Title

Clinical predictors of invasive fungal rhinosinusitis in a tertiary pediatric hospital.

Document Type

Article

Publication Date

4-2022

Identifier

DOI: 10.1016/j.ijporl.2022.111065

Abstract

OBJECTIVES: Invasive fungal rhinosinusitis (IFRS) is a potentially fatal disease that affects the severely immunocompromised and requires aggressive treatment. The objective of this study is to better describe predictors of biopsy positivity in patients at high risk of IFRS at a pediatric hospital.

METHODS: This was a single-center case-control study of 36 patients (37 total biopsies) ≤ 21 years old with one of five high-risk oncologic/hematologic diagnoses who underwent operative endoscopy for clinical suspicion for IFRS. IFRS positivity was defined histologically. Collected information included patient demographics, primary diagnosis, oncologic relapses, time from diagnosis to biopsy, clinical characteristics, and endoscopic findings. These data were used to create a simple predictive scoring system.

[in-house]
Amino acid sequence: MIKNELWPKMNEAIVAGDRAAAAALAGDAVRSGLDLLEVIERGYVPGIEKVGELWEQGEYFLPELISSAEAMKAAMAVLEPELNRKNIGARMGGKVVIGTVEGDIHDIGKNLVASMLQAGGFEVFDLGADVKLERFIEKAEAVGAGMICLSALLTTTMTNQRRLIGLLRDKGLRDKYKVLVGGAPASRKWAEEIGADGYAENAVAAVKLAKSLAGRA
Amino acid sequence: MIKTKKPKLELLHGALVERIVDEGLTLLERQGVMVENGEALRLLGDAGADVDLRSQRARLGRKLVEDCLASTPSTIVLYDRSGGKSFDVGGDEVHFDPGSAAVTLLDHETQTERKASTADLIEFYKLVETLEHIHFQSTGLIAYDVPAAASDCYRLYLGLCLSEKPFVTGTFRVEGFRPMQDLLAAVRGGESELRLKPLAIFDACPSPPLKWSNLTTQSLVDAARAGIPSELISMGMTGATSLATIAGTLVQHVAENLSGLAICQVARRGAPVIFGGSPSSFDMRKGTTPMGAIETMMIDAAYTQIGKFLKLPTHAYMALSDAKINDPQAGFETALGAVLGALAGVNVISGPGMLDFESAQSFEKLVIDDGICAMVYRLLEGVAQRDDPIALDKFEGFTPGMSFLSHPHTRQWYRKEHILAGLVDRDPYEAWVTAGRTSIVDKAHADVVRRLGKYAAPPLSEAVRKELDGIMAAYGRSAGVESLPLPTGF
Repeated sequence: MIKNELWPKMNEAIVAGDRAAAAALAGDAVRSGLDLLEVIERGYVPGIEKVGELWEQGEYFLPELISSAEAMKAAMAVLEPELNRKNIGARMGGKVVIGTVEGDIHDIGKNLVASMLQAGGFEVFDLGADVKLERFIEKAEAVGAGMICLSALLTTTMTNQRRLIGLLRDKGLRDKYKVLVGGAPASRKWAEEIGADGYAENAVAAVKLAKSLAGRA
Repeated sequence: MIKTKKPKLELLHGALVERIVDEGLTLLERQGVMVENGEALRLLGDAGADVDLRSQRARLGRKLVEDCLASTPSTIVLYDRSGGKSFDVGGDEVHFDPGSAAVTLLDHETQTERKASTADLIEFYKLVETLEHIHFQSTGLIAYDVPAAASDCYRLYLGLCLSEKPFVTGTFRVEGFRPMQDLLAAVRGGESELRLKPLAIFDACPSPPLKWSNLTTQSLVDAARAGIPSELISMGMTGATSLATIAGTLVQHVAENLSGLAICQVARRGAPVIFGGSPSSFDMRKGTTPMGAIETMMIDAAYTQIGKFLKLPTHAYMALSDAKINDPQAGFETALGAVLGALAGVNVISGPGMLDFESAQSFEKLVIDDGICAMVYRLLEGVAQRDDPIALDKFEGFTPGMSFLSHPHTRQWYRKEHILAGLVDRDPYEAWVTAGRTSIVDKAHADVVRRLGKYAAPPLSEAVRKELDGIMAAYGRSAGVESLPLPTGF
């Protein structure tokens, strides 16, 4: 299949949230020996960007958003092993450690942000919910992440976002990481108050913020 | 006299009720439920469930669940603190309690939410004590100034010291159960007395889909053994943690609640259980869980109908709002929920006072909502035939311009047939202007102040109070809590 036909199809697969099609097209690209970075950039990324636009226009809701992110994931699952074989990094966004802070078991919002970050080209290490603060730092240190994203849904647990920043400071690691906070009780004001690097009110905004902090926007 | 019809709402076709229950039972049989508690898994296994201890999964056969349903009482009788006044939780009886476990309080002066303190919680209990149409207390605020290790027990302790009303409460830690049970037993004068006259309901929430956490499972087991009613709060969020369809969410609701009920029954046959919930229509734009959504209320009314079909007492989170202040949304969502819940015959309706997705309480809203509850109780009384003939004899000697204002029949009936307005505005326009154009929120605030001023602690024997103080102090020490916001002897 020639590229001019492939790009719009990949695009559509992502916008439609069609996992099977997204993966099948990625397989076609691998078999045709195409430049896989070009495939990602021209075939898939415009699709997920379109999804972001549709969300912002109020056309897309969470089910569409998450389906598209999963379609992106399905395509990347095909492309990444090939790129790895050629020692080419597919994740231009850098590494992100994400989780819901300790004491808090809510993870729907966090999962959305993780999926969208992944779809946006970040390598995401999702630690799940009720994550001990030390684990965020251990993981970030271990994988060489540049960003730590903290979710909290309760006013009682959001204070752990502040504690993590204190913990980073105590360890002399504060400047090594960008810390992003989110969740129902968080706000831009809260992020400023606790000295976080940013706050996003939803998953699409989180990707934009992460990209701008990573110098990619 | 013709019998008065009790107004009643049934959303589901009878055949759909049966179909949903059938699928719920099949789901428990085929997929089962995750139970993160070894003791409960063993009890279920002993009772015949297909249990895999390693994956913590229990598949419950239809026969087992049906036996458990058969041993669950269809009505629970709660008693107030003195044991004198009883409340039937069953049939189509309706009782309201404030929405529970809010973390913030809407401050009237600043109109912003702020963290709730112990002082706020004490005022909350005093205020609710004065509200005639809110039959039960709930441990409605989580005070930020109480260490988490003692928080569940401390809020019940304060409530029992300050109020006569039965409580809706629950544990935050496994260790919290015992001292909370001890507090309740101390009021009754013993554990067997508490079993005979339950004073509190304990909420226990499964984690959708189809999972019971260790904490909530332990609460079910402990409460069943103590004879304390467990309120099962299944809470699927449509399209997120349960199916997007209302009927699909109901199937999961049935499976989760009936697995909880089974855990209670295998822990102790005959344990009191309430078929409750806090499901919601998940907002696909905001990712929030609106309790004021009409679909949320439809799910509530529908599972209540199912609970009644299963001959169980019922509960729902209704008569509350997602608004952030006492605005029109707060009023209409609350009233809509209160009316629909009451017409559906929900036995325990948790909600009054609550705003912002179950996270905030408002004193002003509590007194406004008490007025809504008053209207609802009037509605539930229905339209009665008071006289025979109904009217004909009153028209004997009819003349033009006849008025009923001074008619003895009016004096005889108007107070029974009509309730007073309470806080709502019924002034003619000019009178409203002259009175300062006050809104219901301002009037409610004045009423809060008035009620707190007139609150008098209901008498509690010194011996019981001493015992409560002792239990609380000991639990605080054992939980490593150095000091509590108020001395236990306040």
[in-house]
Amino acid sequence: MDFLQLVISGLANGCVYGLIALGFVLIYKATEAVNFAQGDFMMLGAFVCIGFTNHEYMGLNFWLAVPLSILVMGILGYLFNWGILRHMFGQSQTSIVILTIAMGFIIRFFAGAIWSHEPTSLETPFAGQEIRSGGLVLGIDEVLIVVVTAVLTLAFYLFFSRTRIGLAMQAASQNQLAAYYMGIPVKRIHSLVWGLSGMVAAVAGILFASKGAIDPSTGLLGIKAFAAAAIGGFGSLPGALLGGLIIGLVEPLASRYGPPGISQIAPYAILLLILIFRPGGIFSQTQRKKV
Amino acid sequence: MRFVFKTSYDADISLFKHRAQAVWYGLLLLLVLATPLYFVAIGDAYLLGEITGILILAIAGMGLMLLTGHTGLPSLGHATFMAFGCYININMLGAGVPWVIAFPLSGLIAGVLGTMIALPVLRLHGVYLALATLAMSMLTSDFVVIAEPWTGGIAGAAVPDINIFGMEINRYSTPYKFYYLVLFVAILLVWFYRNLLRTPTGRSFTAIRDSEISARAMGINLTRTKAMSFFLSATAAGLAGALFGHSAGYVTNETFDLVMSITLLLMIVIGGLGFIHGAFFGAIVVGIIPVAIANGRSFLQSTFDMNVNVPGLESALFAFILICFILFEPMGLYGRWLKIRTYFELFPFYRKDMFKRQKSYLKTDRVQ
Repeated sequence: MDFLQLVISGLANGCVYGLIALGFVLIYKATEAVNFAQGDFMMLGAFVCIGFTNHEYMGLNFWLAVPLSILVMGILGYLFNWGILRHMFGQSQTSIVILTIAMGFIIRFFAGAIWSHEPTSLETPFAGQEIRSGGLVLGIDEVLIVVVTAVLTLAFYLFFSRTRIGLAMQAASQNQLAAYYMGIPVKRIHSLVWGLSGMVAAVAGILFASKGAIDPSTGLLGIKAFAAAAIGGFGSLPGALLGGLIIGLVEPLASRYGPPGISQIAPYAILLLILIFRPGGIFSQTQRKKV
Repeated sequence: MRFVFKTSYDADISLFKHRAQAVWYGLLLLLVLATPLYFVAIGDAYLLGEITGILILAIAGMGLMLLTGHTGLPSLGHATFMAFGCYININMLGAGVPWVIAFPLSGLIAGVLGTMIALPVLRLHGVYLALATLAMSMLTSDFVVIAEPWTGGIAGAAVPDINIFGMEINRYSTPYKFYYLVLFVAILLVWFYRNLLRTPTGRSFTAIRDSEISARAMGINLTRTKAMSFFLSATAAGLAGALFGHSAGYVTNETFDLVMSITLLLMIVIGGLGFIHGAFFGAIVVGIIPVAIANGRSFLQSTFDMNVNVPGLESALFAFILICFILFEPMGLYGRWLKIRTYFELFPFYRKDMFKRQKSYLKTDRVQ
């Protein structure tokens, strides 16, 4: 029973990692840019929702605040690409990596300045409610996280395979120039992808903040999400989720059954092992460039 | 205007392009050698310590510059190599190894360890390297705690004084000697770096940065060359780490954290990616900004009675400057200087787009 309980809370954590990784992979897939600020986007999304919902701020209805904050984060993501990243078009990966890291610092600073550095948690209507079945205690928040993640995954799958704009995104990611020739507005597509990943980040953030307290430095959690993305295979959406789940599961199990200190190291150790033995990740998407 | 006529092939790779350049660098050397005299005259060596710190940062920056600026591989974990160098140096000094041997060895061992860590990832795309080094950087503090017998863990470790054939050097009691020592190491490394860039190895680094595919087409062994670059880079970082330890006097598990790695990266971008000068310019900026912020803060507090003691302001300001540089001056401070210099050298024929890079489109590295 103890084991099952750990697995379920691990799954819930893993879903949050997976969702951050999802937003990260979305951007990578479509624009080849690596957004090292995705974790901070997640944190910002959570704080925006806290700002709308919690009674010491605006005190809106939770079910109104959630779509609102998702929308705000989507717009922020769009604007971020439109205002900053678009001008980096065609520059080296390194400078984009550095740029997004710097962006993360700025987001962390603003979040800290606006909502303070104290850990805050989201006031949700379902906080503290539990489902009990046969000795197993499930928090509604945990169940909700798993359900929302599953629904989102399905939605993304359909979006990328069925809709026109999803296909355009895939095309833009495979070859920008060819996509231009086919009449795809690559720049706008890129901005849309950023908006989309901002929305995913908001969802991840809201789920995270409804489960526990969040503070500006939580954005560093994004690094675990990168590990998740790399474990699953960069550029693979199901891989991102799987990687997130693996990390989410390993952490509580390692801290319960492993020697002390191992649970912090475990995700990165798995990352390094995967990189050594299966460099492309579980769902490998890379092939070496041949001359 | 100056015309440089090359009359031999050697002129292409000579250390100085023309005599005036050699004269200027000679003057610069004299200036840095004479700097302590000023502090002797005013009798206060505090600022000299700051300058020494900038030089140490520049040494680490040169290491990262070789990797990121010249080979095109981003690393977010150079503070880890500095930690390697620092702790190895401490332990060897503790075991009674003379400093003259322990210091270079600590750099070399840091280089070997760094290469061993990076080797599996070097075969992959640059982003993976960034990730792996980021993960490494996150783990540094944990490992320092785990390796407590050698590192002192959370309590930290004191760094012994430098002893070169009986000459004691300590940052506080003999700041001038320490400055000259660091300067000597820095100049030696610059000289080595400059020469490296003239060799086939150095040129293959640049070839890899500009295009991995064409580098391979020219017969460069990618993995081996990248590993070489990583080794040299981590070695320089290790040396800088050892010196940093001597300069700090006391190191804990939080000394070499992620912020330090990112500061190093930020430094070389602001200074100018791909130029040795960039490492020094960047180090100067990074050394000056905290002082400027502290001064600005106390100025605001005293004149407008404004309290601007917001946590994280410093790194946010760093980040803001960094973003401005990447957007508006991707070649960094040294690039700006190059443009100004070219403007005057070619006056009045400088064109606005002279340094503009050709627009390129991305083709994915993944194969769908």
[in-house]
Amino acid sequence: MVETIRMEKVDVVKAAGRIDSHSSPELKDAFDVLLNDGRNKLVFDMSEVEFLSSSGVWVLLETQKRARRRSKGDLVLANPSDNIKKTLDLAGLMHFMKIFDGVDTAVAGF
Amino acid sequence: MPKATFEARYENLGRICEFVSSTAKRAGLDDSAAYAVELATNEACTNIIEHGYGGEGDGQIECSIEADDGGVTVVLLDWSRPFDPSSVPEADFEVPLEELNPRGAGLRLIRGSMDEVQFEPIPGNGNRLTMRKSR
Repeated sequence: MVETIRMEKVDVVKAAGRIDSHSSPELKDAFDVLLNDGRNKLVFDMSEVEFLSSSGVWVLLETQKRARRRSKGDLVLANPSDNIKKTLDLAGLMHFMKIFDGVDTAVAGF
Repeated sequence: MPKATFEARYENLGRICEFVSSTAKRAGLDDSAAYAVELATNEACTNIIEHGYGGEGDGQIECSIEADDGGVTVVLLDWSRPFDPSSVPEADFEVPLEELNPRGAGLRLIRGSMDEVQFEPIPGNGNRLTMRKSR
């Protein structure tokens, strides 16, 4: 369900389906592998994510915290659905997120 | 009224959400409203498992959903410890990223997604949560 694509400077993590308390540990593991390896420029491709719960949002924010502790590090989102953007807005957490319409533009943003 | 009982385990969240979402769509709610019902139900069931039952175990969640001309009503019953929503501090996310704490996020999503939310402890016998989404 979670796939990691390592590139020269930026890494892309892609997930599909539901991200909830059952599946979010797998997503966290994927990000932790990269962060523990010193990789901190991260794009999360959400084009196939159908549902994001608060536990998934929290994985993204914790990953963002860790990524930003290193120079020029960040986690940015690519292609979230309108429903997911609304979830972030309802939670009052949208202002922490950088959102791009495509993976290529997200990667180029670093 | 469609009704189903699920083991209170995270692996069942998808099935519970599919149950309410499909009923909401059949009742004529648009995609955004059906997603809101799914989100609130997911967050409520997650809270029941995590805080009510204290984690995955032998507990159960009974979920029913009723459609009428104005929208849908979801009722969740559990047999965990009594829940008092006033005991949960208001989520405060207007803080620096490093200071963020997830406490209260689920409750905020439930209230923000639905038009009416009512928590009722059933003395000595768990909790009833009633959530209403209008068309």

RESULTS: 17 patients had biopsy-proven IFRS (IFRS(+)) for an overall incidence of 2.1% in the designated high-risk population. Average time from most recent oncologic development (diagnosis, relapse, or hematopoietic stem-cell transplant) to biopsy in the IFRS(+) group was 2.09 months (SD = 2.26), and 7.28 months in the IFRS(-) group (SD = 9.17) (p = 0.009). Clinical characteristics did not differentiate between IFRS(+) and IFRS(-). Bedside endoscopy performed poorly, as it was interpreted as normal in 42.8% of IFRS(+) and 53.8% of IFRS(-). In contrast, the presence of any positive endoscopic finding intra-operatively was highly specific for IFRS(+) (94%) with moderate sensitivity (70%), and the difference in rate of positivity between groups was statistically significant (p < 0.001).

CONCLUSION: Operative endoscopy with biopsy remains the gold-standard to rule-out IFRS in the setting of high clinical suspicion. Time elapsed from most recent oncologic development to clinical concern for IFRS may influence the likelihood of disease, though this requires further study. Clinical symptoms and bedside endoscopy were not predictive and should be used with caution in decision-making.

Journal Title

International journal of pediatric otorhinolaryngology

Volume

155

First Page

111065

Last Page

111065

MeSH Keywords

Adult; Case-Control Studies; Child; Fungi; Hospitals, Pediatric; Humans; Rhinitis; Sinusitis; Young Adult

Keywords

Cancer; Fungus; Immunocompromise; Infection; Invasive fungal rhinosinusitis; Invasive fungal sinusitis; Neutropenia

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